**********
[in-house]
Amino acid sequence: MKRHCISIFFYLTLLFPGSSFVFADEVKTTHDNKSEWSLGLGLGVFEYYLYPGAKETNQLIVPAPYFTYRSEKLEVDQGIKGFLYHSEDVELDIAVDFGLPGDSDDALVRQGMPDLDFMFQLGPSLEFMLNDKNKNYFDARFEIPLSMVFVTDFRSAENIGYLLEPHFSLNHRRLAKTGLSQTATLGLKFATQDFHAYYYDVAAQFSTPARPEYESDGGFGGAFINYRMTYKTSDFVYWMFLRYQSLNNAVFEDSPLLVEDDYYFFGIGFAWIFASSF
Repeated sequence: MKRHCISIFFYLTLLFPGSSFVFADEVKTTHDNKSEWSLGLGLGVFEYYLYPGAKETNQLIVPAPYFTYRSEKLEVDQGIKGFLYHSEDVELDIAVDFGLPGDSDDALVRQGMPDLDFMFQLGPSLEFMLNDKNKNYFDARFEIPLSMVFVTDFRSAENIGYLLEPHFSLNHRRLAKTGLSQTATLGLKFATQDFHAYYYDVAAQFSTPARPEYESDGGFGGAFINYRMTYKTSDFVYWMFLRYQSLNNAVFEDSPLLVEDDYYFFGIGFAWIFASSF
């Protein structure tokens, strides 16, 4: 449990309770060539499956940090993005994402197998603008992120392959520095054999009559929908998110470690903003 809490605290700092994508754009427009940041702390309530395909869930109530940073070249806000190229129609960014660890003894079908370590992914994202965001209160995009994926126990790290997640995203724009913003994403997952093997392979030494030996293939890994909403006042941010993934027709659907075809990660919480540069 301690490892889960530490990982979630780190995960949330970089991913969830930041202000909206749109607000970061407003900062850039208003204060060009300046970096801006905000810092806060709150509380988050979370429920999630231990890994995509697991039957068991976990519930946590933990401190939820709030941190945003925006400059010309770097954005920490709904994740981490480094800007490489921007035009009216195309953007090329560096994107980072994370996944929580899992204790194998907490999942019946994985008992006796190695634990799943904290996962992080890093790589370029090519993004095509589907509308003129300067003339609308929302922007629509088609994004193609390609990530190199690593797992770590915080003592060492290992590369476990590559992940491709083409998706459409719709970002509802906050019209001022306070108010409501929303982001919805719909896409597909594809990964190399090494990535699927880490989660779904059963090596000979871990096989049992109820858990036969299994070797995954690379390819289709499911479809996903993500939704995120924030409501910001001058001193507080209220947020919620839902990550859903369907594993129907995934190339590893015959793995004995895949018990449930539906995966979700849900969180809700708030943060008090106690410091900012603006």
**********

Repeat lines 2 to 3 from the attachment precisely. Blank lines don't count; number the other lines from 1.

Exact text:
Amino acid sequence: MKRHCISIFFYLTLLFPGSSFVFADEVKTTHDNKSEWSLGLGLGVFEYYLYPGAKETNQLIVPAPYFTYRSEKLEVDQGIKGFLYHSEDVELDIAVDFGLPGDSDDALVRQGMPDLDFMFQLGPSLEFMLNDKNKNYFDARFEIPLSMVFVTDFRSAENIGYLLEPHFSLNHRRLAKTGLSQTATLGLKFATQDFHAYYYDVAAQFSTPARPEYESDGGFGGAFINYRMTYKTSDFVYWMFLRYQSLNNAVFEDSPLLVEDDYYFFGIGFAWIFASSF
Repeated sequence: MKRHCISIFFYLTLLFPGSSFVFADEVKTTHDNKSEWSLGLGLGVFEYYLYPGAKETNQLIVPAPYFTYRSEKLEVDQGIKGFLYHSEDVELDIAVDFGLPGDSDDALVRQGMPDLDFMFQLGPSLEFMLNDKNKNYFDARFEIPLSMVFVTDFRSAENIGYLLEPHFSLNHRRLAKTGLSQTATLGLKFATQDFHAYYYDVAAQFSTPARPEYESDGGFGGAFINYRMTYKTSDFVYWMFLRYQSLNNAVFEDSPLLVEDDYYFFGIGFAWIFASSF